DGE's 2011-12 Seminars

Oct 11: Prof. Larry Crowder presented the first talk in this year’s seminar series. He studies marine ecology writ large, from food web interactions and marine recruitment, to spatial ecological analysis, to evaluation of approaches to marine conservation.  Some of his earlier work contributed to widespread adoption of turtle excluder devices (TED) in fisheries, and more recently he has worked on global assessments of bycatch, ecosystem-based management, and marine spatial planning. He raised the question of whether sea turtles can adapt fast enough to survive relatively rapid, human-induced Climate Change. Dr. Crowder recently moved from Duke University to Stanford, where he is the Science Director of the Center for Ocean Solutions, Professor of Biology based at Hopkins Marine Station, and a Senior Fellow at the Woods Institute for the Environment.

Oct 12: Bradley Opdyke is a Geochemist based at the Research School of Earth Sciences, The Australian National University, Canberra. He visited us last year (Nov. 2010) and spoke about an increase in ocean acidity and its deleterious effect on corals. This time his main emphasis was on dolomite deposits in Holocene rocks and their possible origins from coralline red algae. Holocene dolomite is a biological precipitate with a high magnesium content composed of a mixture of magnesium calcite, dolomite and magnetite. These studies have implications for current models of sea level change.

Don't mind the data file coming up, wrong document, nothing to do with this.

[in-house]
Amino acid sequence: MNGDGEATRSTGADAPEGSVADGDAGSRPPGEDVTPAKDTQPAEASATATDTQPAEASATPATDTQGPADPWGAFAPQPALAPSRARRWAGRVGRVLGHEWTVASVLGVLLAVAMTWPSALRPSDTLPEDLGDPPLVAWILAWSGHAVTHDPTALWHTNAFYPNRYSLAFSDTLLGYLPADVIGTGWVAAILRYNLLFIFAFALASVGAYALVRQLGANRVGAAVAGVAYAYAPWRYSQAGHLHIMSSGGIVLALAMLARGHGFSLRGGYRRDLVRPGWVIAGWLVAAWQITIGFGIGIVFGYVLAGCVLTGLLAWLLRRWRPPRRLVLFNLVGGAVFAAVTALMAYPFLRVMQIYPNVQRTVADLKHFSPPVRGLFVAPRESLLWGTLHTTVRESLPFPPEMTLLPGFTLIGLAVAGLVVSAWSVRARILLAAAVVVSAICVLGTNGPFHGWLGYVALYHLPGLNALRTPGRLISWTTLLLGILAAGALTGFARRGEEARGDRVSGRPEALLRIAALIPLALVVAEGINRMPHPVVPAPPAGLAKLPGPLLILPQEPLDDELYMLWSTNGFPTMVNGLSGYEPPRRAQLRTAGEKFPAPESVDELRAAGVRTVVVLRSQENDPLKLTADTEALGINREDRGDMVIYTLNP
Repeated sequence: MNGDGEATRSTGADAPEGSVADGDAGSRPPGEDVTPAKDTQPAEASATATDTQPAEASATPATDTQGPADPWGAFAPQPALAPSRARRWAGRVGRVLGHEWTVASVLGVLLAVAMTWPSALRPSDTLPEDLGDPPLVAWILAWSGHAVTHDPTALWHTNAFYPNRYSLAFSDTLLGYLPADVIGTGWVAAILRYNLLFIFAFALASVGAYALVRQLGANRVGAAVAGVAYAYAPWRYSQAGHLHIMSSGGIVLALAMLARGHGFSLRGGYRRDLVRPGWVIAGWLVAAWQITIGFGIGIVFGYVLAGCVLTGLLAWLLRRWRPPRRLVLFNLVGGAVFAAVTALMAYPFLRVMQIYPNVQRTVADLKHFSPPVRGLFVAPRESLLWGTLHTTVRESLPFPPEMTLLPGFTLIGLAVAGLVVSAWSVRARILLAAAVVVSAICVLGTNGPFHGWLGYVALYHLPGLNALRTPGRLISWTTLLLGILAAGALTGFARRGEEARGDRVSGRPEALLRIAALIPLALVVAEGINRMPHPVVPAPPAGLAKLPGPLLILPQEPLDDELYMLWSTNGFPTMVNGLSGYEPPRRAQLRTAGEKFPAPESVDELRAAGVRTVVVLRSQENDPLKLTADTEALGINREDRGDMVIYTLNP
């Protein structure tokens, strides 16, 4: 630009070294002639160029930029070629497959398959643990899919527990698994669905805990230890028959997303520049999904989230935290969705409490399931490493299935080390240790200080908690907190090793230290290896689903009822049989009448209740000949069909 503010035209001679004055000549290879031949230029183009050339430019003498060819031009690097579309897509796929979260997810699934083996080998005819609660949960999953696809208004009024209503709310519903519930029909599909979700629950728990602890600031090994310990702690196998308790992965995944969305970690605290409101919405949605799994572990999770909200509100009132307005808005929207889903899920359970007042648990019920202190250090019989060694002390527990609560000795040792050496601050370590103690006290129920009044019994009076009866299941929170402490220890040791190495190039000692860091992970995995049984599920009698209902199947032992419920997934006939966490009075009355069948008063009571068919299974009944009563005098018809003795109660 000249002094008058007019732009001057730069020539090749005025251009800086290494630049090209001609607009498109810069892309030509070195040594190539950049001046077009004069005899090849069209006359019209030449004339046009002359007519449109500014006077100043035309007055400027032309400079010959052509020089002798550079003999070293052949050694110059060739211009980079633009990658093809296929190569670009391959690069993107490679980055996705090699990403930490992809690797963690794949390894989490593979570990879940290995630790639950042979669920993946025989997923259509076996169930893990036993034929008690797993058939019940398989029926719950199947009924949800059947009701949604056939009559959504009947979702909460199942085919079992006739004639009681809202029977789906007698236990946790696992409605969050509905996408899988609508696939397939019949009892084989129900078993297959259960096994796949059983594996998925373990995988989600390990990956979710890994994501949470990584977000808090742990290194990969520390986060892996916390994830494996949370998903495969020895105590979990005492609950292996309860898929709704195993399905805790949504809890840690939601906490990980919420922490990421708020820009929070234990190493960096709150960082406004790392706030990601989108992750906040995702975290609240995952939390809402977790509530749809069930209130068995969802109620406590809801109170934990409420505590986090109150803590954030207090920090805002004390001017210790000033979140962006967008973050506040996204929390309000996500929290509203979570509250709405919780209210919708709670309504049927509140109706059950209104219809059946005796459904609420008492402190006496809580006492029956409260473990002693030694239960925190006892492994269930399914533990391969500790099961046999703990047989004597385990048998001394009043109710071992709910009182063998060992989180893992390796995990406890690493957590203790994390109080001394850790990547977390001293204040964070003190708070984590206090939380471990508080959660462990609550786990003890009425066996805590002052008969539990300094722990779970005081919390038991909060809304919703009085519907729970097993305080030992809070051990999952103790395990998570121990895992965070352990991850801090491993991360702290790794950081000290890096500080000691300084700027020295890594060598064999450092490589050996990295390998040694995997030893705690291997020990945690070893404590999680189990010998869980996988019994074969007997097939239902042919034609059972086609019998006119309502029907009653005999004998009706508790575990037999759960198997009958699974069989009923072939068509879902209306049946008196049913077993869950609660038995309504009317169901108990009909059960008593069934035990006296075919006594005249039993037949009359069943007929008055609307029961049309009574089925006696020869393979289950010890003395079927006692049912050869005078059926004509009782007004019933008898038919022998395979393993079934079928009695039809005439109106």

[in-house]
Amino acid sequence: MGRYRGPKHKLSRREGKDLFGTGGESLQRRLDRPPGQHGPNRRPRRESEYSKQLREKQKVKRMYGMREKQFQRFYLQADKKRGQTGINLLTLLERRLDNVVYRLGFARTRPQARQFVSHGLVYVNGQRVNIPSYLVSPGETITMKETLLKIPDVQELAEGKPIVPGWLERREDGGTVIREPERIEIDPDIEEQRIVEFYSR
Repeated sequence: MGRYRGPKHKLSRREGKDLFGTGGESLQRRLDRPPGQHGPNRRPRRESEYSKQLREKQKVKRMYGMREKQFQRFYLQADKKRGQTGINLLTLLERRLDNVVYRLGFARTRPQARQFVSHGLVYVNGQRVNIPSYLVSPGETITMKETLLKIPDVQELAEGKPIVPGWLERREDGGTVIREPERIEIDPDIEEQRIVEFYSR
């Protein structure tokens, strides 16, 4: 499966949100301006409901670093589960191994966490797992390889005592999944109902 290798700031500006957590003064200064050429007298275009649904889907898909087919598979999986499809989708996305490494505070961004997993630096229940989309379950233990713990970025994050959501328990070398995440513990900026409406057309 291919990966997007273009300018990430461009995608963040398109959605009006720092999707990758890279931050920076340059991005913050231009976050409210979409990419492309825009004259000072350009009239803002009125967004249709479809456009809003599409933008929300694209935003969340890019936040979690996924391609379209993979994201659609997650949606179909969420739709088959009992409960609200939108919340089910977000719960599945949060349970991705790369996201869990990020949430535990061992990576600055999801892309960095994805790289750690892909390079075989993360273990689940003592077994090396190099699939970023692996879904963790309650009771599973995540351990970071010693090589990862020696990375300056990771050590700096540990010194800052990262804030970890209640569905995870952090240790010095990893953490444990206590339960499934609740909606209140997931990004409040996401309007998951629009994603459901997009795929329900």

DGE Internal Seminars

Oct 3: Bill Anderegg, 4th year Grad Student, brought us up to date on his research into Forests and Climate Change. Although his specific study has been of the aspen forest die-off in Colorado, his wider interest is with Models of Ecosystems with Climate Change. Is there a Dynamic Global Vegetation Model or are many site-specific models more useful?

Oct 6: Mark Higgins, Post Doc from Duke Univ. & newest member ofthe Asner Group spoke about his Thesis work titled "Geological control of floristic composition in Amazonian forests." Accurate maps of composition and function are critical for conservation planning in Amazonian forests, but are sorely lacking for most of Amazonia. Using a combination of satellite imagery and field inventory, we demonstrate that Amazonian forests are partitioned into large-area units on the basis of geological formations and their edaphic properties. The boundaries between these geological formations, furthermore, correspond to floristic discontinuities that extend for hundreds to thousands of kilometers. The existence of broad-scale units in Amazonia indicates that conservation planning should proceed on a region-by-region basis, and has far-reaching implications for the function and evolution of the Amazonian biota.